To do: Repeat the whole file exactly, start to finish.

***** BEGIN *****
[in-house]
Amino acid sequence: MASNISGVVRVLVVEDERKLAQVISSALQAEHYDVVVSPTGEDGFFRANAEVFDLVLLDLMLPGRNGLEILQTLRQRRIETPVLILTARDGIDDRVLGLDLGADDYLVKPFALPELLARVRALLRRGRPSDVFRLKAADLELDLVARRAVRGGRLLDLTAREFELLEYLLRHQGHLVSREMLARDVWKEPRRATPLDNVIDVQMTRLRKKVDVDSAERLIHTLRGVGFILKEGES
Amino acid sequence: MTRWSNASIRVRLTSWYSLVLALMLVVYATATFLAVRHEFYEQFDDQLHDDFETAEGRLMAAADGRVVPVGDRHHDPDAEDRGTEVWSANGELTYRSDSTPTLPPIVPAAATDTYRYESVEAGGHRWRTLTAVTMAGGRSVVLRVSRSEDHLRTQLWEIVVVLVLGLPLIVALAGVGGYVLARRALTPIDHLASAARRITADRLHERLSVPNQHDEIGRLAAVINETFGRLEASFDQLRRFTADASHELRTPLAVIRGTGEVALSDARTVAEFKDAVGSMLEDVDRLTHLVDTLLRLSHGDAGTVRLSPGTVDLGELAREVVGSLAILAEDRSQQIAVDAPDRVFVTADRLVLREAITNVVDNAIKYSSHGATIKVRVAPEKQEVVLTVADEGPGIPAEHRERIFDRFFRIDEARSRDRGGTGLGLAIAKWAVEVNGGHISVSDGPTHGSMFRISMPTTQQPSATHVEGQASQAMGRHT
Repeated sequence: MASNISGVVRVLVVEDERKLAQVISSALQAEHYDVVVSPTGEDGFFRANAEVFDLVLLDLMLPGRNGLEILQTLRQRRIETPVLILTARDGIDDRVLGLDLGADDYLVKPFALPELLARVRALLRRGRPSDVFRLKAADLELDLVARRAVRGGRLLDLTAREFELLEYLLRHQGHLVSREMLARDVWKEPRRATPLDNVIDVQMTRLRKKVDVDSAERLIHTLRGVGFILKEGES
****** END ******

[in-house]
Amino acid sequence: MASNISGVVRVLVVEDERKLAQVISSALQAEHYDVVVSPTGEDGFFRANAEVFDLVLLDLMLPGRNGLEILQTLRQRRIETPVLILTARDGIDDRVLGLDLGADDYLVKPFALPELLARVRALLRRGRPSDVFRLKAADLELDLVARRAVRGGRLLDLTAREFELLEYLLRHQGHLVSREMLARDVWKEPRRATPLDNVIDVQMTRLRKKVDVDSAERLIHTLRGVGFILKEGES
Amino acid sequence: MTRWSNASIRVRLTSWYSLVLALMLVVYATATFLAVRHEFYEQFDDQLHDDFETAEGRLMAAADGRVVPVGDRHHDPDAEDRGTEVWSANGELTYRSDSTPTLPPIVPAAATDTYRYESVEAGGHRWRTLTAVTMAGGRSVVLRVSRSEDHLRTQLWEIVVVLVLGLPLIVALAGVGGYVLARRALTPIDHLASAARRITADRLHERLSVPNQHDEIGRLAAVINETFGRLEASFDQLRRFTADASHELRTPLAVIRGTGEVALSDARTVAEFKDAVGSMLEDVDRLTHLVDTLLRLSHGDAGTVRLSPGTVDLGELAREVVGSLAILAEDRSQQIAVDAPDRVFVTADRLVLREAITNVVDNAIKYSSHGATIKVRVAPEKQEVVLTVADEGPGIPAEHRERIFDRFFRIDEARSRDRGGTGLGLAIAKWAVEVNGGHISVSDGPTHGSMFRISMPTTQQPSATHVEGQASQAMGRHT
Repeated sequence: MASNISGVVRVLVVEDERKLAQVISSALQAEHYDVVVSPTGEDGFFRANAEVFDLVLLDLMLPGRNGLEILQTLRQRRIETPVLILTARDGIDDRVLGLDLGADDYLVKPFALPELLARVRALLRRGRPSDVFRLKAADLELDLVARRAVRGGRLLDLTAREFELLEYLLRHQGHLVSREMLARDVWKEPRRATPLDNVIDVQMTRLRKKVDVDSAERLIHTLRGVGFILKEGES